Many condemn violence at temple


  • Nation
  • Tuesday, 27 Nov 2018

KUALA LUMPUR: Various people and groups have expressed their concern over the violence at the Sri Maha Mariamman Temple in USJ25.

Datuk Noor Farida Ariffin, who is a member of the G25 group of eminent Malays, called for the people to stop linking the incident to racial issues.

“There are some bigots who are trying to stir up racial tension.

“There are a lot of troublemakers who are trying to take advantage by provoking racial riots through their incendiary remarks.

“However, it has already been clarified that the scuffle was not racially inspired,” she said yesterday.

Noor Farida said the matter over the temple relocation could be resolved amicably between the developer and the temple management.

Several Pakatan Harapan MPs demanded that the perpetrators be caught and punished.

“We call for a full and independent inquiry by the police to establish who is behind this serious attack on the temple and the motive for it,” said Minister in the Prime Minister’s Department P. Waytha Moorthy at Parliament House.

He was joined by among others, Human Resources Minister M. Kulasegaran, Water, Land and Natural Resources Minister Dr Xavier Jayakumar, Communications and Multimedia Minister Gobind Singh Deo and Deputy Rural Development Minister Sivarasa Rasiah.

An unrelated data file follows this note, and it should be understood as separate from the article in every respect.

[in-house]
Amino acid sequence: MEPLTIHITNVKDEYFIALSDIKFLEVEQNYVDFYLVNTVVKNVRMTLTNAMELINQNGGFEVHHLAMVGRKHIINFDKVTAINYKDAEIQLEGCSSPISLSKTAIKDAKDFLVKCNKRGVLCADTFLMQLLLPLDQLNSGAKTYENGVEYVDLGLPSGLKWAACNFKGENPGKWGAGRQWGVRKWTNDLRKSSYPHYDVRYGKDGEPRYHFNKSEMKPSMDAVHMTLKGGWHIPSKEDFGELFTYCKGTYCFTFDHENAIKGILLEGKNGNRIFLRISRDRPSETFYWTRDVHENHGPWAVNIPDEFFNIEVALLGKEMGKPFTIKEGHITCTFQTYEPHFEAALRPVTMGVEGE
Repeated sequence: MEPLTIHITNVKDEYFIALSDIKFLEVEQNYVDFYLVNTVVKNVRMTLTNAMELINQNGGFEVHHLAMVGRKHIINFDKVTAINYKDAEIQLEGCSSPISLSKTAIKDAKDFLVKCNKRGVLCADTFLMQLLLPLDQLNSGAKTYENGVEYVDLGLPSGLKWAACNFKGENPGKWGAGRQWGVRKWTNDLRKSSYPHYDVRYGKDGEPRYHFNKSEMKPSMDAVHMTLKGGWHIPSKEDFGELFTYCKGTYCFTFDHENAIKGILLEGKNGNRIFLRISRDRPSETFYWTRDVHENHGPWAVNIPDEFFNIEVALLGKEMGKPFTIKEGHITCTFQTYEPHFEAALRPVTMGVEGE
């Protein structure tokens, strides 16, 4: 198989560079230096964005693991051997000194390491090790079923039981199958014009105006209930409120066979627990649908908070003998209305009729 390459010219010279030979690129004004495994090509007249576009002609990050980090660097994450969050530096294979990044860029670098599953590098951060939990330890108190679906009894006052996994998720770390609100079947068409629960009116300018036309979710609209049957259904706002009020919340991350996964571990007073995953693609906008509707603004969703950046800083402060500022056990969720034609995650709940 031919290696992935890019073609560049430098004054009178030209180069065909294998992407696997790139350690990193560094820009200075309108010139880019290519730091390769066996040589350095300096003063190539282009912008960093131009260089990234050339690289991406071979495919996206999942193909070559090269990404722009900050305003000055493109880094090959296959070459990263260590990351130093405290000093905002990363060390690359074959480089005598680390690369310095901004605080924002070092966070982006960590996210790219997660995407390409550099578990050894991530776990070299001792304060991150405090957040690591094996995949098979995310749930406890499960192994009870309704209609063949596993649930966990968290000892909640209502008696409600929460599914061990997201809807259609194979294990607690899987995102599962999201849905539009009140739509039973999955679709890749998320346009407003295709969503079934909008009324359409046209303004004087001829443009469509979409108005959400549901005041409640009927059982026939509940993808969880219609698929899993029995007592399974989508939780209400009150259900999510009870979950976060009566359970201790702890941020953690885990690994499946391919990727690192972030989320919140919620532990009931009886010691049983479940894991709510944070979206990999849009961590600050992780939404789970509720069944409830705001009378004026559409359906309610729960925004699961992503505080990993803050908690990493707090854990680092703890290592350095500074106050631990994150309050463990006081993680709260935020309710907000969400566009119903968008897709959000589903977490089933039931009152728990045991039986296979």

The Malaysian Consultative Council of Buddhism, Christianity, Hinduism, Sikhism and Taoism also condemned the incident.

“Such act of violence must never be condoned, a temple is a house of worship and its sanctity must be maintained at all times,” it said.

In George Town, Penang Consultative Goodwill Council secretary Suleiman Tunku Abdul Rahman said his father and founding prime minister of Malaysia Tunku Abdul Rahman Putra Al-Haj always said unity and cooperation were Malaysia’s “armour and shield”.

“He saw unity and cooperation as Malaysia’s pride and glory.

“Our peace and harmony was something he treasured and so should we all,” he said in reaction to the incident.

“The Malaysian way of life does not include the use of violence to show that you are in control.

“We’re all Malaysians. This is the bond that unites us. Let us always remember that unity and understanding is our fundamental strength.

“Malaysia can show the world that a nation of people from all walks of life can live in peace and harmony,” said Suleiman.

The temple was supposed to have been relocated on Nov 22, and plans to do so have been going on since 2007 after the land the temple was located on, was purchased by One City Development Sdn Bhd.

In 2014, a consent judgment was entered into in court, where One City and two rival camps vying for control of the temple agreed to relocate it to a plot of land 3km away.

One City had also donated RM1.5mil to the temple as part of the settlement agreement.

However, devotees have continued to resist efforts to relocate the temple, which was built in 1891.

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